Tullow Oil feels the heat with operating loss of $309m

Board does not recommend interim dividend as investors ‘better served’ by reinvestment

One of Tullow Oil’s drilling blocks in Turkana County in Kenya. Photograph: Getty Images

One of Tullow Oil’s drilling blocks in Turkana County in Kenya. Photograph: Getty Images

 

Oil and gas exploration company Tullow Oil does not expect to report further impairment charges associated with its development assets, according to chief executive Paul McDade.

Speaking after the company reported an operating loss of $309 million for the first six months of the year, Mr McDade attributed $418 million in impairment charges largely to declining oil prices. The charges came despite the company’s former chief executive, Aidan Heavey, saying in February that he didn’t think there was anything left to write off.

Mr McDade said the last time the company had assessed its assets was at the end of 2016, before a significant drop in oil prices.

The company’s interim operating loss for this year compares to a $30 million profit in the same period of the previous year.

Return to growth

Mr McDade said the company should return to growth in the not-too-distant future as, when it completes its deal to farm down assets in Uganda, it will receive a refund of $100 million.

On the back of a strong increase in sales revenue of 46 per cent to $788 million and a reduction in net debt of 19 per cent to $3.8 billion, the group revised its three-year cash cost savings targets upwards by $150 million.

The revision comes because Tullow has already delivered $400 million in cost savings and expects to meet its targets by the middle of 2018, six months ahead of schedule.

Oil fields in West Africa, a key geographical location in the company’s operation, averaged 81,000 barrels of oil a day (bopd) in the period. The group has maintained its full-year guidance of between 78,000 bopd and 85,000 bopd.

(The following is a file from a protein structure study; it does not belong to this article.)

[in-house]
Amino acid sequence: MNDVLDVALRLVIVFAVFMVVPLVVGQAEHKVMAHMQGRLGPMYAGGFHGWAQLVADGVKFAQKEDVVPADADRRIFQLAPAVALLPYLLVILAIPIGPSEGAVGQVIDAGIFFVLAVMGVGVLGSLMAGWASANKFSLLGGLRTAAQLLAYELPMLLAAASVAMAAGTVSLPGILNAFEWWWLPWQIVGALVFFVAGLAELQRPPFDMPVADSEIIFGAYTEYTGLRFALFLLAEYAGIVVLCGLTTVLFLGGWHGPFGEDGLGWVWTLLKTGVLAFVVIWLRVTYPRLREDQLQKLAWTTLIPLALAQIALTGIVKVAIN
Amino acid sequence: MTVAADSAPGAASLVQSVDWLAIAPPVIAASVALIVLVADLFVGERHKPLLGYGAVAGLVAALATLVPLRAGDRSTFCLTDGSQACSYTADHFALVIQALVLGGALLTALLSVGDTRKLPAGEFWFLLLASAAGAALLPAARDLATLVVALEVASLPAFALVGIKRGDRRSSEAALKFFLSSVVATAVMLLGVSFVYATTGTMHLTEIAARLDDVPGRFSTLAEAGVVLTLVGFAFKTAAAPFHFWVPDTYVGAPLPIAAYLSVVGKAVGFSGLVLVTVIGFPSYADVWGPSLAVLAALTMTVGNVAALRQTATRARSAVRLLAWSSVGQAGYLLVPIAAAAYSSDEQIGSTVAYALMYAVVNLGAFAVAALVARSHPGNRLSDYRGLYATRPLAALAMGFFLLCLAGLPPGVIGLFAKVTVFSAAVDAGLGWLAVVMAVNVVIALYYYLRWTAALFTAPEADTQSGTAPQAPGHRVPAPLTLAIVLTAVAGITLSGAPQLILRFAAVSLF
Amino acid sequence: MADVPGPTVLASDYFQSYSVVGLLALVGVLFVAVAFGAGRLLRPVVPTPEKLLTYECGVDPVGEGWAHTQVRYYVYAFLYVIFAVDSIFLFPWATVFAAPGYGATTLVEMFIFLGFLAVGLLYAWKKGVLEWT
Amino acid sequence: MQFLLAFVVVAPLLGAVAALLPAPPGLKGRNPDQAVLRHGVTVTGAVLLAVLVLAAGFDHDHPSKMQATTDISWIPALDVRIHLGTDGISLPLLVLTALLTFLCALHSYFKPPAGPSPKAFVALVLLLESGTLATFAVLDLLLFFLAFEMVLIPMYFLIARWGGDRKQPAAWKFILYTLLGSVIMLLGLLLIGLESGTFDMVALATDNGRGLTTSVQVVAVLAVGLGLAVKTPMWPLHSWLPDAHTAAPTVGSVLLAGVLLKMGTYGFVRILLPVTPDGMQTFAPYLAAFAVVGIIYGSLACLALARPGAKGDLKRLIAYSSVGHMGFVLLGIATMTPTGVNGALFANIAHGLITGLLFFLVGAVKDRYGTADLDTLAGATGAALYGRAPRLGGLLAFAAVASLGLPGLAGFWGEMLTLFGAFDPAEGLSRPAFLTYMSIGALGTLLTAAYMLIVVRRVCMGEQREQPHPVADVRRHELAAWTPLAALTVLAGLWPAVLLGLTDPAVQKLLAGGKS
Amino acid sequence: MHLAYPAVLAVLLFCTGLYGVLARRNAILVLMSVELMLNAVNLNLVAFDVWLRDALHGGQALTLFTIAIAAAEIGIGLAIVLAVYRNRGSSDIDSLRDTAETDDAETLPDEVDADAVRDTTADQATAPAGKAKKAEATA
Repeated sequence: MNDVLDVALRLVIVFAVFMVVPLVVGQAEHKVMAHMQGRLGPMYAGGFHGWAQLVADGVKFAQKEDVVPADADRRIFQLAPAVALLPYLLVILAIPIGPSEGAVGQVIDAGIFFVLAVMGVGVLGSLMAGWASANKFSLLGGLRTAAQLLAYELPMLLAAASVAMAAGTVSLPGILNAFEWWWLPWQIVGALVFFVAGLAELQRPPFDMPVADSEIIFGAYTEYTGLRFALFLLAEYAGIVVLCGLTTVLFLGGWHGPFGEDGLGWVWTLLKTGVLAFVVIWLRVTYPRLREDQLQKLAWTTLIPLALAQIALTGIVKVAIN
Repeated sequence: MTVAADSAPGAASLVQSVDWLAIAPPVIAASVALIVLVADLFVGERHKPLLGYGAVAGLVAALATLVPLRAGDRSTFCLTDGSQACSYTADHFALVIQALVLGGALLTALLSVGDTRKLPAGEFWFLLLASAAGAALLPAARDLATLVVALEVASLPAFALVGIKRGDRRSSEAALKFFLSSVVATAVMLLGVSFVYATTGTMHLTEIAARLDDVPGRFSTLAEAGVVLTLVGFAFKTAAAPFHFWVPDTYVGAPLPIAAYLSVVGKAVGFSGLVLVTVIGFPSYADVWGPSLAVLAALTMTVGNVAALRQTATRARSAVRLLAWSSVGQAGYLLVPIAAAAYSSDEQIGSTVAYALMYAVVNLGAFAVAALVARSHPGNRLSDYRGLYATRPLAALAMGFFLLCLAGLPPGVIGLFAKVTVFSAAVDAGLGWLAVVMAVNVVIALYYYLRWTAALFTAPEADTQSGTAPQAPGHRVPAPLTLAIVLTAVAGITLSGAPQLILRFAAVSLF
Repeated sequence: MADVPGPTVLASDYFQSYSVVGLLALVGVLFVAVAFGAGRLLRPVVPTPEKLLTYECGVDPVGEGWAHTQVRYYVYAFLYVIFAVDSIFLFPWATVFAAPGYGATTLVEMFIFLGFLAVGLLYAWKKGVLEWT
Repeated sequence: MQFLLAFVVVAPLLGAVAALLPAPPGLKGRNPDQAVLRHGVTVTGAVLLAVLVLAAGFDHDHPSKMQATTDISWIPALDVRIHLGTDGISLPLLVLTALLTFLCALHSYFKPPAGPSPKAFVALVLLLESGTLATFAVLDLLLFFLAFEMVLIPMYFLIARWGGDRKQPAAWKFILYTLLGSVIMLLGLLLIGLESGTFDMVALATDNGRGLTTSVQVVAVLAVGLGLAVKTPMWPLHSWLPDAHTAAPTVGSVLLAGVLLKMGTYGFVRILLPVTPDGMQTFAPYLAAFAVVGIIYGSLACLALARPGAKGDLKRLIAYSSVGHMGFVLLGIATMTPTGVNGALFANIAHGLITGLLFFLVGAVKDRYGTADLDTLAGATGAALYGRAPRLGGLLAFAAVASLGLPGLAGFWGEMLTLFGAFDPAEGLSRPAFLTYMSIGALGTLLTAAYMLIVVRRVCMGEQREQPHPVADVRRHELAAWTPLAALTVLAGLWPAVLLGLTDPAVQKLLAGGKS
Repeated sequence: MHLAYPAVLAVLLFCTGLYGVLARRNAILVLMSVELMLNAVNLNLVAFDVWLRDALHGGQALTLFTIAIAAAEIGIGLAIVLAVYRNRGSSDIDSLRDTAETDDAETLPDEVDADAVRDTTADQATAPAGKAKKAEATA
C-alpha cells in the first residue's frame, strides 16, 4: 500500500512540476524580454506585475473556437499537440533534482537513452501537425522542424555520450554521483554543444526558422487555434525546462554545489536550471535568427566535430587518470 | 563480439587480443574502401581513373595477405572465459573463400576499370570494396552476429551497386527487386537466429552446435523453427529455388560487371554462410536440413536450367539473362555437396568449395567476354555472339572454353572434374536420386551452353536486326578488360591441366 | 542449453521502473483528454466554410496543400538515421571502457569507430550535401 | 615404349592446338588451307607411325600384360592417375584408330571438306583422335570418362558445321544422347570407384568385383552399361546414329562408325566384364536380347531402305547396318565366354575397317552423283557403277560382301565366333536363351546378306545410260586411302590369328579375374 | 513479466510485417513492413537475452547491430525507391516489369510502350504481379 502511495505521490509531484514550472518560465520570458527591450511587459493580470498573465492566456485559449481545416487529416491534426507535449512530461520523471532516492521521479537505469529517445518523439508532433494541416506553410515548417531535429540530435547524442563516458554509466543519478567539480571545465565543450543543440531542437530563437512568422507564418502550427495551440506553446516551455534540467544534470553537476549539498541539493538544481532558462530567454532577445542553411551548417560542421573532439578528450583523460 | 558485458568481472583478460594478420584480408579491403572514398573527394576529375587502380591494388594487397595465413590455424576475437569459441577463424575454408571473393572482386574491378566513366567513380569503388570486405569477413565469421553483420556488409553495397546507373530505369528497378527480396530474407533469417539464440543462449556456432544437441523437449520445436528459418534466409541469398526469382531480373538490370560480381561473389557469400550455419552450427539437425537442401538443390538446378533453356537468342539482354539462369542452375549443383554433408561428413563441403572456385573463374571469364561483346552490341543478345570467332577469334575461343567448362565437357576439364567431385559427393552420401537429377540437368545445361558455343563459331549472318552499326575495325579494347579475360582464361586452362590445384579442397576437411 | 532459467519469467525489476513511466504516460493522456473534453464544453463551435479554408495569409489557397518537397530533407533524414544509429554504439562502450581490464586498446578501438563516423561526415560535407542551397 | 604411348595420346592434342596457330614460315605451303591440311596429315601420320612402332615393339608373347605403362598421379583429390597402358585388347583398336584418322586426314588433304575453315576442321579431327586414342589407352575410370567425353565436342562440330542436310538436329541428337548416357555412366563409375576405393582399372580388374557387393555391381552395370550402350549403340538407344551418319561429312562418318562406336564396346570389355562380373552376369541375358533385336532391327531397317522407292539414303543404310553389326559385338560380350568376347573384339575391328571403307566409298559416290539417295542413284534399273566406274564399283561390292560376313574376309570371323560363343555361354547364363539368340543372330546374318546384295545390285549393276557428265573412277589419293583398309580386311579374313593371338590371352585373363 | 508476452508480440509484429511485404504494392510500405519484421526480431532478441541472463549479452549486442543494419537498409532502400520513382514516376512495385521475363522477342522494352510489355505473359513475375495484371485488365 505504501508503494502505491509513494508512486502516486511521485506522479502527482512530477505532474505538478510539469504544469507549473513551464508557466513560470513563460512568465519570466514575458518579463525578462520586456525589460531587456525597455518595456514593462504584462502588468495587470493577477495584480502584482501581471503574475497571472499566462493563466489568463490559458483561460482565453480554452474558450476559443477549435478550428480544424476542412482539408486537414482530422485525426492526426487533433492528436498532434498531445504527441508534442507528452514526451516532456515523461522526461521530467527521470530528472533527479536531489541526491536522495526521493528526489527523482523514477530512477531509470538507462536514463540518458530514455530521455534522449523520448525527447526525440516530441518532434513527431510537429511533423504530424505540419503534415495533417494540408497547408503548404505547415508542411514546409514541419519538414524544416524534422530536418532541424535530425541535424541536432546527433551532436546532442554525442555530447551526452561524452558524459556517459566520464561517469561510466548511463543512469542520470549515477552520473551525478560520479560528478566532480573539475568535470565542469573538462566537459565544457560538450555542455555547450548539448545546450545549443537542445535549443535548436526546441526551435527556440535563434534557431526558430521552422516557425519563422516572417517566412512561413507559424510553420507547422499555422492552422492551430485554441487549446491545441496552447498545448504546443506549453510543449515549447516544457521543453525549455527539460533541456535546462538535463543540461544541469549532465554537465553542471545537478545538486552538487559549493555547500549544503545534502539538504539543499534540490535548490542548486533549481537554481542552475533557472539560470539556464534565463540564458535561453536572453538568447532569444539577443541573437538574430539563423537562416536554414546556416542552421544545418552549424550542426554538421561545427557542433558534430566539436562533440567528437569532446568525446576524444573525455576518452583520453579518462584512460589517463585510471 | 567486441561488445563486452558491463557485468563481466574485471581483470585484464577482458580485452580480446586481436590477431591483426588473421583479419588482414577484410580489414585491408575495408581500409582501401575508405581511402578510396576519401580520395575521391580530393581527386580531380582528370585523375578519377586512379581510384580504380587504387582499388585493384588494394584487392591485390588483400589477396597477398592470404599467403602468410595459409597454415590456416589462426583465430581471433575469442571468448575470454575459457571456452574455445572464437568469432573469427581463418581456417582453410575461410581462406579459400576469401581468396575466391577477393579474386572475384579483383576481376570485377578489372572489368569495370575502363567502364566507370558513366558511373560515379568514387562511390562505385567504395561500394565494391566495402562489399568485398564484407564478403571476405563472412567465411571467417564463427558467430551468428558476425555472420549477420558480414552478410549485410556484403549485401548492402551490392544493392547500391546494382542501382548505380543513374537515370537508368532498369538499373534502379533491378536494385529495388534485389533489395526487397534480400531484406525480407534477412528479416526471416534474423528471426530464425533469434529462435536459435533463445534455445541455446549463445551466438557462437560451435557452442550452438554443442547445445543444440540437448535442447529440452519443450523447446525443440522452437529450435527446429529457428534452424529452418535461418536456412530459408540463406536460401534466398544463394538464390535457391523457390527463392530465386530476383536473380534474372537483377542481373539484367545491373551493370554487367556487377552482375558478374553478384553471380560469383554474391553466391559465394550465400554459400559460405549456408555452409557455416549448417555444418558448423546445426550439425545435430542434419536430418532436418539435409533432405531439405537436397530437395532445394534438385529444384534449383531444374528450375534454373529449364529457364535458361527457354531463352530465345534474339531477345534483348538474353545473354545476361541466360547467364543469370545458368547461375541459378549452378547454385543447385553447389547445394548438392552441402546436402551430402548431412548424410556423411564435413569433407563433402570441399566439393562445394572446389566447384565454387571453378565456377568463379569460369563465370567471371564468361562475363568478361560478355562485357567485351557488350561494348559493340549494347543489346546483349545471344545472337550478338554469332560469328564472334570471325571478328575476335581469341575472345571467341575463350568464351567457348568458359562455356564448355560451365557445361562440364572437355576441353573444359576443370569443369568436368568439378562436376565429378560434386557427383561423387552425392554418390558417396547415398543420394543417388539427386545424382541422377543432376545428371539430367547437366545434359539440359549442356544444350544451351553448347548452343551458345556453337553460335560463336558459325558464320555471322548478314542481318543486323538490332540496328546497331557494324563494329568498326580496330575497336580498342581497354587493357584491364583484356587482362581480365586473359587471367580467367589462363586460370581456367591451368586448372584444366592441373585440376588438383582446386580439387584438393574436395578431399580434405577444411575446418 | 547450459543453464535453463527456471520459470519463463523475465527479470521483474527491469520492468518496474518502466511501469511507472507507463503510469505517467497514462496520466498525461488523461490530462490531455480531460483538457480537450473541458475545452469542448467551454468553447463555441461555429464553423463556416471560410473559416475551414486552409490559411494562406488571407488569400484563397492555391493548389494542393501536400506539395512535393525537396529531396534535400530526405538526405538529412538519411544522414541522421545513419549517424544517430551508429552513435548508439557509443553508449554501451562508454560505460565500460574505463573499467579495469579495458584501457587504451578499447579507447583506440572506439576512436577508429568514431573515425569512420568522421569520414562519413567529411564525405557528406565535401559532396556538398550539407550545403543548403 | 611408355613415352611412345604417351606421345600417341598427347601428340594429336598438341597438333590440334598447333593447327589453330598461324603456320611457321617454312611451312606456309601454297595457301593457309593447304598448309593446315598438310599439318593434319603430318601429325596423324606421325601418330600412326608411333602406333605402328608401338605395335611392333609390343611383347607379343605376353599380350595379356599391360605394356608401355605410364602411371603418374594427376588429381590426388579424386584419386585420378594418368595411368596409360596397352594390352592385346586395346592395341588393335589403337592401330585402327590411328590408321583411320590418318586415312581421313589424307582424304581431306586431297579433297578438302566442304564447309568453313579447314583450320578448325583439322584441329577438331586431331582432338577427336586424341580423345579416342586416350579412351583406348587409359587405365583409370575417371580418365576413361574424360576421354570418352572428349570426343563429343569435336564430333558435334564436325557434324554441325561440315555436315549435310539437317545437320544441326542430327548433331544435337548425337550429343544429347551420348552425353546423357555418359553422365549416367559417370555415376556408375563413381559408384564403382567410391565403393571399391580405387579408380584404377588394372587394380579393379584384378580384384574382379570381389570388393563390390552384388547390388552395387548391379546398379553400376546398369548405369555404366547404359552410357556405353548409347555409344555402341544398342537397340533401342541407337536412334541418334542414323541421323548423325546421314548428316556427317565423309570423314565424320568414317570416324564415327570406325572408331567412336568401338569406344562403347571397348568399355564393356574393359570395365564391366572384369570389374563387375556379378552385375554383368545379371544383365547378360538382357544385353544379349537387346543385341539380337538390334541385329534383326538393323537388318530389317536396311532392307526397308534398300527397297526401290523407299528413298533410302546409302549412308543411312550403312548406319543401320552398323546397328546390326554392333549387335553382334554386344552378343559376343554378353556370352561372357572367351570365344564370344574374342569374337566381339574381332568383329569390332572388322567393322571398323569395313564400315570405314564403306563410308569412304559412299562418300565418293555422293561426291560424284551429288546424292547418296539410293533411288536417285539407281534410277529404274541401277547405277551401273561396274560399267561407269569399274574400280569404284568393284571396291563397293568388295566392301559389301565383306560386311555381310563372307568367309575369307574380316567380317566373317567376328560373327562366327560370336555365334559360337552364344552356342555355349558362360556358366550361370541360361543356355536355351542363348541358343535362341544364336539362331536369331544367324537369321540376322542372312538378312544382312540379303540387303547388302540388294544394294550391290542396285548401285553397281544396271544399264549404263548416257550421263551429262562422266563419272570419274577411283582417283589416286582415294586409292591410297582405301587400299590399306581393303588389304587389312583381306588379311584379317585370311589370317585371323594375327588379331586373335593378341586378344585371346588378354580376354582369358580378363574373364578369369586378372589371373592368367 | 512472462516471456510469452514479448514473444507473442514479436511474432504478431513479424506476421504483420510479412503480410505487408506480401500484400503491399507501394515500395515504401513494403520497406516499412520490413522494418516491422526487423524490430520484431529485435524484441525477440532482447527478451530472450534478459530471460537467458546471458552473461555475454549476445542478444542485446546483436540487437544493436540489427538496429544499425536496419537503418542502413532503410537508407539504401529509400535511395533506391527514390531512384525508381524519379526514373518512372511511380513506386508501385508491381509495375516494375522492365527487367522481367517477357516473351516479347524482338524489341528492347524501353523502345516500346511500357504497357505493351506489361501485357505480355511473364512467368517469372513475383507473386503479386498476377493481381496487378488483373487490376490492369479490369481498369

Mr McDade said: “Tullow’s West African business had a strong first half of the year. With TEN [offshore Ghana] currently producing in excess of 50,000 bopd from existing well stock and plans in place for stabilising the turret on the Jubilee FPSO [also in Ghana], I am confident that we are well placed to have an equally strong second half.”

Lower than expected

European production, however, was lower than expected. In the first half of this year, full-year gas production averaged 6,000 barrels of oil equivalent a day.

Analysts at London-based Whitman Howard were positive on the company’s results. “Importantly, production performance from the TEN wells suggests previous reserve estimates are robust. We believe the “derisking” story should start to gain traction from September onwards.”

In 2015, Tullow oil suspended the dividend payment to investors. On Wednesday the board again decided not to pay an interim dividend to investors, suggesting they would be better served by those funds being used in the business.

Davy analyst Caren Crowley said Tullow’s results were “as expected”.

“Its results are in line with guidance and consensus, and we will not be changing our 2017 forecasts. The group is very focused on cost discipline, and to this end has upped its three-year cash-cost savings target.”